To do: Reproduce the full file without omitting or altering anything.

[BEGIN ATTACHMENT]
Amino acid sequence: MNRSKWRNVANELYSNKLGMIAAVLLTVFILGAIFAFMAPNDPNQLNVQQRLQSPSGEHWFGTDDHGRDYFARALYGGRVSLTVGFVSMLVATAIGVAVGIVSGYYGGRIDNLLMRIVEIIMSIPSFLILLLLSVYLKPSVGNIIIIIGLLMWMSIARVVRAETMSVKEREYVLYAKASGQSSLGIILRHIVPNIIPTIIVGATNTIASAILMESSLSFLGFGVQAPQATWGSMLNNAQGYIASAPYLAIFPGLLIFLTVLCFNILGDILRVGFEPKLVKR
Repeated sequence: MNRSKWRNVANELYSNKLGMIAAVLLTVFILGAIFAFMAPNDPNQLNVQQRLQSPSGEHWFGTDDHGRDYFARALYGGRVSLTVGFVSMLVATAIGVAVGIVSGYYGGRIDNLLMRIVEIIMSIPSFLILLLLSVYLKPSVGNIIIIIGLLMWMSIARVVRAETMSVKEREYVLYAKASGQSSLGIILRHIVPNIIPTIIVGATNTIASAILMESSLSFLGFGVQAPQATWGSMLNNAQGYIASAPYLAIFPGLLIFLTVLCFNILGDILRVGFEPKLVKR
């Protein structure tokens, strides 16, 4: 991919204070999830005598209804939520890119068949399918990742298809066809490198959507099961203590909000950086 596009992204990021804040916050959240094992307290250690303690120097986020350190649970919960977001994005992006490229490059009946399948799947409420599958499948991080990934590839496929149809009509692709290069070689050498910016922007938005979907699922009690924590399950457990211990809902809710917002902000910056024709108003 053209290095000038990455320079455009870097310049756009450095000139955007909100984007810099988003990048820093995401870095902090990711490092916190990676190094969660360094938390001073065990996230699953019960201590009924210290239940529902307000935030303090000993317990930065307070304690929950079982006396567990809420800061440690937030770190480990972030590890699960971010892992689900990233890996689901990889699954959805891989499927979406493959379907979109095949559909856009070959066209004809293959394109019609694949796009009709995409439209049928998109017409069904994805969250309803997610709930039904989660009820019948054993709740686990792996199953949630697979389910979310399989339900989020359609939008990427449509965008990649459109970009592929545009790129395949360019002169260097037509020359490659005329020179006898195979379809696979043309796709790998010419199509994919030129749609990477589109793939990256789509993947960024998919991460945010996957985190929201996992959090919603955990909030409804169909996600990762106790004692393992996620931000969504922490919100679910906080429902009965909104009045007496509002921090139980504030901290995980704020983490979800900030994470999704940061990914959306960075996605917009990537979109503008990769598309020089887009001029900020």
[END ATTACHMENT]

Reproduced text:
Amino acid sequence: MNRSKWRNVANELYSNKLGMIAAVLLTVFILGAIFAFMAPNDPNQLNVQQRLQSPSGEHWFGTDDHGRDYFARALYGGRVSLTVGFVSMLVATAIGVAVGIVSGYYGGRIDNLLMRIVEIIMSIPSFLILLLLSVYLKPSVGNIIIIIGLLMWMSIARVVRAETMSVKEREYVLYAKASGQSSLGIILRHIVPNIIPTIIVGATNTIASAILMESSLSFLGFGVQAPQATWGSMLNNAQGYIASAPYLAIFPGLLIFLTVLCFNILGDILRVGFEPKLVKR
Repeated sequence: MNRSKWRNVANELYSNKLGMIAAVLLTVFILGAIFAFMAPNDPNQLNVQQRLQSPSGEHWFGTDDHGRDYFARALYGGRVSLTVGFVSMLVATAIGVAVGIVSGYYGGRIDNLLMRIVEIIMSIPSFLILLLLSVYLKPSVGNIIIIIGLLMWMSIARVVRAETMSVKEREYVLYAKASGQSSLGIILRHIVPNIIPTIIVGATNTIASAILMESSLSFLGFGVQAPQATWGSMLNNAQGYIASAPYLAIFPGLLIFLTVLCFNILGDILRVGFEPKLVKR
């Protein structure tokens, strides 16, 4: 991919204070999830005598209804939520890119068949399918990742298809066809490198959507099961203590909000950086 596009992204990021804040916050959240094992307290250690303690120097986020350190649970919960977001994005992006490229490059009946399948799947409420599958499948991080990934590839496929149809009509692709290069070689050498910016922007938005979907699922009690924590399950457990211990809902809710917002902000910056024709108003 053209290095000038990455320079455009870097310049756009450095000139955007909100984007810099988003990048820093995401870095902090990711490092916190990676190094969660360094938390001073065990996230699953019960201590009924210290239940529902307000935030303090000993317990930065307070304690929950079982006396567990809420800061440690937030770190480990972030590890699960971010892992689900990233890996689901990889699954959805891989499927979406493959379907979109095949559909856009070959066209004809293959394109019609694949796009009709995409439209049928998109017409069904994805969250309803997610709930039904989660009820019948054993709740686990792996199953949630697979389910979310399989339900989020359609939008990427449509965008990649459109970009592929545009790129395949360019002169260097037509020359490659005329020179006898195979379809696979043309796709790998010419199509994919030129749609990477589109793939990256789509993947960024998919991460945010996957985190929201996992959090919603955990909030409804169909996600990762106790004692393992996620931000969504922490919100679910906080429902009965909104009045007496509002921090139980504030901290995980704020983490979800900030994470999704940061990914959306960075996605917009990537979109503008990769598309020089887009001029900020």